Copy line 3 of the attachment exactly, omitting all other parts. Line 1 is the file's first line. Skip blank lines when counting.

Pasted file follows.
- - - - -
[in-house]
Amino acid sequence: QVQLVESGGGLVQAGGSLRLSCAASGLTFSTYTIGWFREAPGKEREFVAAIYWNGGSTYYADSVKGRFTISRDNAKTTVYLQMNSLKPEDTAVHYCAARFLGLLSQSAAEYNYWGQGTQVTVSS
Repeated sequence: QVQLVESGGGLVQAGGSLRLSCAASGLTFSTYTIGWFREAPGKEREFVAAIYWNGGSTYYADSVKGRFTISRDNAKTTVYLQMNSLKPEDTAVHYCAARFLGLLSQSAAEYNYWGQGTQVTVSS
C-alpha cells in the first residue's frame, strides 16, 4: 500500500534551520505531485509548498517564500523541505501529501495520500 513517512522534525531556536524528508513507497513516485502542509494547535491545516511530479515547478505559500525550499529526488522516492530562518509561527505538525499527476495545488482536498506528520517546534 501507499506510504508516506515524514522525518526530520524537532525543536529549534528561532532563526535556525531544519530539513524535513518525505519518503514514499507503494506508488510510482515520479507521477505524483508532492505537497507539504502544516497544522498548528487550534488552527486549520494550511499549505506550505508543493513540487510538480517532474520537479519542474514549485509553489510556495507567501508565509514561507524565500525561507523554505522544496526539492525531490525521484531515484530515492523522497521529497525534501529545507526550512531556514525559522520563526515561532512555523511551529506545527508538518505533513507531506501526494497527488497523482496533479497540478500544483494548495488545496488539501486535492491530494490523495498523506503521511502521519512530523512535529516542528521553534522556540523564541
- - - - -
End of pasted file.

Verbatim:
Repeated sequence: QVQLVESGGGLVQAGGSLRLSCAASGLTFSTYTIGWFREAPGKEREFVAAIYWNGGSTYYADSVKGRFTISRDNAKTTVYLQMNSLKPEDTAVHYCAARFLGLLSQSAAEYNYWGQGTQVTVSS